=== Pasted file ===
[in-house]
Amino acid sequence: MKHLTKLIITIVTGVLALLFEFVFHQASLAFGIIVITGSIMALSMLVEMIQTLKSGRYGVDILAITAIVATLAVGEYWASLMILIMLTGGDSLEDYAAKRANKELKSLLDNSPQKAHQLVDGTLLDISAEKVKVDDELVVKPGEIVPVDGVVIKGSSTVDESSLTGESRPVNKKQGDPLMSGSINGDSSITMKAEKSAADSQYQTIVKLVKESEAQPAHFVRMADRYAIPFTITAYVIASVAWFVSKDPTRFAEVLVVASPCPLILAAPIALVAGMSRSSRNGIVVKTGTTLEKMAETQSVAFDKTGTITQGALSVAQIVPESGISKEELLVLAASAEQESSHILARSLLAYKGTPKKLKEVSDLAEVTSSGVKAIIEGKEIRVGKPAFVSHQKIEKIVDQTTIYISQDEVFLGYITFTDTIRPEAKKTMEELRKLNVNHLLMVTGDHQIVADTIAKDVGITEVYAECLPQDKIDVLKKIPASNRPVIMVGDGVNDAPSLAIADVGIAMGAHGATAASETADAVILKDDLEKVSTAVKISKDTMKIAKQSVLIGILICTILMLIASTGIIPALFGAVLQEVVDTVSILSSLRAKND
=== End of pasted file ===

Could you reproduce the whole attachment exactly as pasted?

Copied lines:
[in-house]
Amino acid sequence: MKHLTKLIITIVTGVLALLFEFVFHQASLAFGIIVITGSIMALSMLVEMIQTLKSGRYGVDILAITAIVATLAVGEYWASLMILIMLTGGDSLEDYAAKRANKELKSLLDNSPQKAHQLVDGTLLDISAEKVKVDDELVVKPGEIVPVDGVVIKGSSTVDESSLTGESRPVNKKQGDPLMSGSINGDSSITMKAEKSAADSQYQTIVKLVKESEAQPAHFVRMADRYAIPFTITAYVIASVAWFVSKDPTRFAEVLVVASPCPLILAAPIALVAGMSRSSRNGIVVKTGTTLEKMAETQSVAFDKTGTITQGALSVAQIVPESGISKEELLVLAASAEQESSHILARSLLAYKGTPKKLKEVSDLAEVTSSGVKAIIEGKEIRVGKPAFVSHQKIEKIVDQTTIYISQDEVFLGYITFTDTIRPEAKKTMEELRKLNVNHLLMVTGDHQIVADTIAKDVGITEVYAECLPQDKIDVLKKIPASNRPVIMVGDGVNDAPSLAIADVGIAMGAHGATAASETADAVILKDDLEKVSTAVKISKDTMKIAKQSVLIGILICTILMLIASTGIIPALFGAVLQEVVDTVSILSSLRAKND